It seems like there have been quite a few issues with the CUDA matrix multiplication example. See python - How to generalize fast matrix multiplication on GPU using numba - Stack Overflow among several GitHub issues over the last year or so. It’s great to see examples (this was one of the first places I read in more depth when I started looking into Numba/CUDA), but I wonder if part of this has to do with the code being embedded in a .rst document rather than say a .py file. I’ve been thinking about it and wondering if there’s a way to increase the # and quality of examples without running into the same as this example over the last few years. I’m wondering if Jupyter notebooks might be a good way to go? nbsphinx is a Sphinx extension that might be able to be integrated into the docs workflow. I haven’t used it (nor have I really used Sphinx before - I’ve been learning .rst so I can make some PRs).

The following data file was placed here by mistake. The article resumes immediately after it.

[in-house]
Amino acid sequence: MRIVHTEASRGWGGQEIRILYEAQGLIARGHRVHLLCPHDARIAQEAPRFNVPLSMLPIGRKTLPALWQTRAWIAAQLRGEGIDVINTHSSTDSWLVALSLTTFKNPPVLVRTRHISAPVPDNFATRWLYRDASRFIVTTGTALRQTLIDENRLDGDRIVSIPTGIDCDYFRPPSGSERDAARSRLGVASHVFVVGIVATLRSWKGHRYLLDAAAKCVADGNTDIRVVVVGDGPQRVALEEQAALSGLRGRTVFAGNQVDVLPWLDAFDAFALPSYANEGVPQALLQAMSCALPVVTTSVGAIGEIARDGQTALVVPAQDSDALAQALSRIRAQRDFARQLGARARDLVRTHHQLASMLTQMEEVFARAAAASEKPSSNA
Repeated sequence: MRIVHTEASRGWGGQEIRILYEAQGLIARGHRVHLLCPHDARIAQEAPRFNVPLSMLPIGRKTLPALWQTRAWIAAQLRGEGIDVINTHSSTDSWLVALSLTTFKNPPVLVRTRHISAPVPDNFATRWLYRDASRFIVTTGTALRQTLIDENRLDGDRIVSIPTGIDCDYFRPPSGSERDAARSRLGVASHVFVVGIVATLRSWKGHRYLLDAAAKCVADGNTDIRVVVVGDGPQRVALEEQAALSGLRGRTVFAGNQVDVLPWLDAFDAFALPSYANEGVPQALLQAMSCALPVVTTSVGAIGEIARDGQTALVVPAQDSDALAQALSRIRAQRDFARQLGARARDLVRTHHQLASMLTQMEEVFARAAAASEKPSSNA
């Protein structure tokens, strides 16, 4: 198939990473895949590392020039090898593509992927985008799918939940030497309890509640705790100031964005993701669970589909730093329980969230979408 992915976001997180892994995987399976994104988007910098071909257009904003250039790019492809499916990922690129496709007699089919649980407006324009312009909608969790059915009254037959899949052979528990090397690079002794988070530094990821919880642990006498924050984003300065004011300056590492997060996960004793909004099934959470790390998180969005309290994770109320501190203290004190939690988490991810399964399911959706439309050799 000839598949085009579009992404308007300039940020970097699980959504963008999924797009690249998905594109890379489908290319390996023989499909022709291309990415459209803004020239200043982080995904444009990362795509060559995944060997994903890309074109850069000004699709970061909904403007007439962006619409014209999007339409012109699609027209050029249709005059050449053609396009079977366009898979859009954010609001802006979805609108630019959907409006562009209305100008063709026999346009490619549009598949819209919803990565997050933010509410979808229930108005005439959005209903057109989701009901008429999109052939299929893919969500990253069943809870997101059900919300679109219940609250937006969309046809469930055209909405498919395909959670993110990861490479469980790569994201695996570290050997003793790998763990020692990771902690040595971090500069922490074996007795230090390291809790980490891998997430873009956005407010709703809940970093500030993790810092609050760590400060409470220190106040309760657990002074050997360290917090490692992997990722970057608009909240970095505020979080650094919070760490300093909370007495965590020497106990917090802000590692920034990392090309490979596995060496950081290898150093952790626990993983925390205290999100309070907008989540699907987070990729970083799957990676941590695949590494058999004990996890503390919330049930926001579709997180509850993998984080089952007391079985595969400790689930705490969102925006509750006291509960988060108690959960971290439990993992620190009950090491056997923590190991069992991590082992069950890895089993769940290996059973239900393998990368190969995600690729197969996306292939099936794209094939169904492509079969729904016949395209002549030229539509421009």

There are great teaching examples out there (I tried to compile a list of several in my SO answer), which usually start with buggy or unoptimized code and get fixed/optimized in ways that highlight common mistakes and how to fix them. I think these could be converted to Jupyter notebooks in the examples section with pretty minimal effort.
Perhaps with a boilerplate comment at the end of each notebook (at least early on) with a link to GitHub’s “Create New Issue” if they find a mistake in the code and a link to some basic instructions (specific to Numba) for how to write and submit a pull request.
I think the benefit would be two-fold - users get working, optimized Numba code for their needs faster and with less frustration, and developers won’t need to spend as much time working through the basics with many who are new to Numba (which I have seen a lot and I think is awesome that the developers have been so responsive). Both of these benefits seem fairly in line with the 2020 Roadmap Discussion and Planning. Developers, what are your thoughts?
Btw, I’ve been using Numba almost non-stop since I discovered it (about a week ago). Fantastic package. I was able to @njit a SciPy function with minimal code modification/effort and see tremendous speed improvement. That got me hooked, but I’ve had a lot more trouble with converting this to a CUDA implementation and would like to help where I can.